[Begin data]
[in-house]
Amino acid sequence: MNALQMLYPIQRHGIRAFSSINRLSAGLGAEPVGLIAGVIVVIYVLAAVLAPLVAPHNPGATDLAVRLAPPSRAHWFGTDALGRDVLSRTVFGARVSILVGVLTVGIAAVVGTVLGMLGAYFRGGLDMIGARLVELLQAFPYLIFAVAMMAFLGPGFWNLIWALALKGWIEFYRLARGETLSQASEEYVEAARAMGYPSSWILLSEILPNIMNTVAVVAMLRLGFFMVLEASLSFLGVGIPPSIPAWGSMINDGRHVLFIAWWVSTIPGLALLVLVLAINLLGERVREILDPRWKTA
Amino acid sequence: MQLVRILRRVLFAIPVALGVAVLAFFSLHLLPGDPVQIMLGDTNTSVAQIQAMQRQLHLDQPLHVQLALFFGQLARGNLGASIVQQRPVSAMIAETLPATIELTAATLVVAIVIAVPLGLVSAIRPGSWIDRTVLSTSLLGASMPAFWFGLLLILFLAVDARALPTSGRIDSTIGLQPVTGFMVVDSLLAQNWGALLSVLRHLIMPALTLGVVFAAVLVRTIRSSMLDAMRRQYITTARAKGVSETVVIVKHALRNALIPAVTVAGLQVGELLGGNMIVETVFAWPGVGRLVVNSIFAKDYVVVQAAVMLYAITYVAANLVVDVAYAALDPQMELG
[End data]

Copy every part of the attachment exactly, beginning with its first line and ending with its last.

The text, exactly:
[in-house]
Amino acid sequence: MNALQMLYPIQRHGIRAFSSINRLSAGLGAEPVGLIAGVIVVIYVLAAVLAPLVAPHNPGATDLAVRLAPPSRAHWFGTDALGRDVLSRTVFGARVSILVGVLTVGIAAVVGTVLGMLGAYFRGGLDMIGARLVELLQAFPYLIFAVAMMAFLGPGFWNLIWALALKGWIEFYRLARGETLSQASEEYVEAARAMGYPSSWILLSEILPNIMNTVAVVAMLRLGFFMVLEASLSFLGVGIPPSIPAWGSMINDGRHVLFIAWWVSTIPGLALLVLVLAINLLGERVREILDPRWKTA
Amino acid sequence: MQLVRILRRVLFAIPVALGVAVLAFFSLHLLPGDPVQIMLGDTNTSVAQIQAMQRQLHLDQPLHVQLALFFGQLARGNLGASIVQQRPVSAMIAETLPATIELTAATLVVAIVIAVPLGLVSAIRPGSWIDRTVLSTSLLGASMPAFWFGLLLILFLAVDARALPTSGRIDSTIGLQPVTGFMVVDSLLAQNWGALLSVLRHLIMPALTLGVVFAAVLVRTIRSSMLDAMRRQYITTARAKGVSETVVIVKHALRNALIPAVTVAGLQVGELLGGNMIVETVFAWPGVGRLVVNSIFAKDYVVVQAAVMLYAITYVAANLVVDVAYAALDPQMELG